Lately, I’ve been interviewing a lot of developers. Not phone screens, but in house interviews that we use to decide whether to hire someone who’s passed the first round. In addition to trying to figure out who the good candidates are, I’m also trying to get better at interviewing.
If you’re getting started with interviewing programmers, there are a couple of must-read articles. The first is Steve Yegge’s article, The Five Essential Phone-Screen Questions. This article is incredibly well-known and I assume everyone has already read it.
The second is Joel Spolsky’s The Guerrilla Guide to Interviewing. He recommends asking an “impossible” question (as anyone who worked at Microsoft probably must). I never ask these kinds of questions. Other than that, I think he’s got it right. You want to know if they can code, if they can design something, and how well they think.
One thing that stands out to me, though, is that none of his questions tell you what kind of team member the candidate will be. This is a major deficiency as far as I’m concerned.
Basically, at the end of an interview, the one question I want answered is, “Will it suck to work with this person?” As Joel points out, it’s important to hire smart people who get things done. It’s also important to hire people who won’t make the people around them miserable. I want to hire people who are flexible enough to adapt to the company culture and open-minded enough to recognize other people’s good ideas. I also want people who are patient enough to bring other people up to speed on their work.
There are a few questions that I’ve settled into asking almost everyone. I don’t worry about people finding me on Google and knowing in advance that I’ll ask these questions because I’d just as soon they come in already knowing the answers.
I almost always lead off with, “Tell me your timeline of programming languages.” I want to know how long they’ve been programming and how many languages and platforms they’ve used in their career. All things considered, I generally prefer programmers who’ve worked extensively with multiple languages. This question is also an easy way to find out which people started programming early in life.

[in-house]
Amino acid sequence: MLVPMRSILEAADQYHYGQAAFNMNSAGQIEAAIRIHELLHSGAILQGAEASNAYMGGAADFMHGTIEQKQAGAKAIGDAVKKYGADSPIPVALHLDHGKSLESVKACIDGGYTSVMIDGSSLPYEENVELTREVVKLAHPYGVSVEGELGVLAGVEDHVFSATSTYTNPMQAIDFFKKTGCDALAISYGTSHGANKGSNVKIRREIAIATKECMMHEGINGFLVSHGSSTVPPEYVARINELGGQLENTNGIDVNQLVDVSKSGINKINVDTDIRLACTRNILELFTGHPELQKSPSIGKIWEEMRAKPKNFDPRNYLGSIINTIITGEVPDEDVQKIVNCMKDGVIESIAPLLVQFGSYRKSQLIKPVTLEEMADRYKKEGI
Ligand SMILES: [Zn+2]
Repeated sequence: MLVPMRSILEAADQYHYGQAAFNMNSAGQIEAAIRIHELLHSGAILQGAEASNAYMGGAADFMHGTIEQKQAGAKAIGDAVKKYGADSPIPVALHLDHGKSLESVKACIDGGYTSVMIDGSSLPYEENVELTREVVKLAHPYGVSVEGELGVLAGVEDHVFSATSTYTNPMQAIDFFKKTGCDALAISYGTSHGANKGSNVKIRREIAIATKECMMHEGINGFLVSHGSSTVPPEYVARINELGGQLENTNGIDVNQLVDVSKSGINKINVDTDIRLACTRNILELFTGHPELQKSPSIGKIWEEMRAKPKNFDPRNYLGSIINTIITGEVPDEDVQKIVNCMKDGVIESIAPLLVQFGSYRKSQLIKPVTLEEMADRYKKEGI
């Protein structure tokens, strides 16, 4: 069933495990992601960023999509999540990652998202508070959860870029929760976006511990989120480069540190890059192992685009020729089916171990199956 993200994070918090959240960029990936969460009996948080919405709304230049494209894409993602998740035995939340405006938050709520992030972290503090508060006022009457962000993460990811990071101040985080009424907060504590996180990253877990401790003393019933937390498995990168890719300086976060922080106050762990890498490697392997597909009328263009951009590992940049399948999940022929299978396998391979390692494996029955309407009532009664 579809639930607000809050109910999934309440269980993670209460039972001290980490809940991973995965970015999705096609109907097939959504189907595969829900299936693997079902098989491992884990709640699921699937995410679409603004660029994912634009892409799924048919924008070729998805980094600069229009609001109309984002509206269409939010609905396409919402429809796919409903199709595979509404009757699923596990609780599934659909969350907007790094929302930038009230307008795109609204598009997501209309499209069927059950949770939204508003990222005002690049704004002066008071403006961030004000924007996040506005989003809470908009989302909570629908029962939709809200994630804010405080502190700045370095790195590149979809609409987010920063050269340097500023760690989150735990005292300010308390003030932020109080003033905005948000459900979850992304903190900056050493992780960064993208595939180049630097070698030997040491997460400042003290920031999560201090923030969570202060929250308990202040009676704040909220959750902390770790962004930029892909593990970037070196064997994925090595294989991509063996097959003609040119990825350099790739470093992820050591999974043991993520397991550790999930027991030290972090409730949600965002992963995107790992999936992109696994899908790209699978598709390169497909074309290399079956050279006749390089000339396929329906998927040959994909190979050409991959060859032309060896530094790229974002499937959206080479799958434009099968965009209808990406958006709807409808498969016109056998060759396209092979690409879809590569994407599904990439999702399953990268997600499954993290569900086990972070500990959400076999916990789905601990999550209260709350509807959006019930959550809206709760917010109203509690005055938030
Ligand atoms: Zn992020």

Next, I usually ask them about some experience from their résumé, I’ll pick a project and drill down to find out what the project was, what role they played, and how well they can explain what they worked on.
I then ask them some questions about teamwork. I’ll ask them to tell me something they learned from another developer. Many people talk not about technical concepts but about habits of work, and either sort of answer is fine. If they can’t tell me something that they’ve learned from someone else, that’s a big red flag.
I ask them to tell me something that they’ve changed their mind about when it comes to software development. If you can’t remember changing your mind about anything, you may be too stubborn to work well on a team. It turns out that lots of people have changed their mind about the ternary operator. It’s polarizing.
I will generally ask candidates how they test their own code, to find out what kinds of automated testing they use (or don’t use).
The last question I have started asking almost everyone is to tell me something that they would rewrite if they were given time. It’s a good way to get someone to talk about something they feel strongly about and also to find out what they see as good and bad code. It’s also telling if they want to rewrite something someone else wrote rather than something they wrote.
I’ll also ask a few questions about why they’re looking for a job and what interested them about the company just to get a sense of how interested they are in the position. And of course I ask them if they have any questions for me.
There are three other areas that I think are important to hit, and this is the area where I’m still working on my technique. Those are coding, design, and problem solving. The trick is to fit all of it into the short window that I usually have for the interview. At worst, if multiple people are interviewing the candidate, you should make sure that at least one person will be hitting each of these three areas.
The ideal programming question as far as I’m concerned should be simple enough to solve in a couple of minutes, and be deep enough to have multiple solutions. The best questions have at least a brute force solution and an elegant solution. You can gauge the candidates on which they come up with. I refuse to ask the famous Fibonacci sequence question. There are better alternatives. That said, if you are interviewing for programming jobs, you should be able to write a program that prints the Fibonacci sequence using a loop or using recursion. Someone will ask you to do so.
Design questions are discussed comprehensively in Steve Yegge’s article, which I linked to previously. The goal is to determine whether the candidate understands object-oriented design. The model should be simple enough that you can get past the classes and get into talking about the methods on those classes.
Finally, I think it’s good to ask a question that tests the candidate’s problem solving skills. They should be able to list possible solutions and discuss the pros and cons of each of them. I’m going to write a separate post about this type of question later.
The determination of users
There’s a lesson for software developers in this paragraph:
That’s James Fallows, explaining how he attempted to keep using Gmail through the old interface.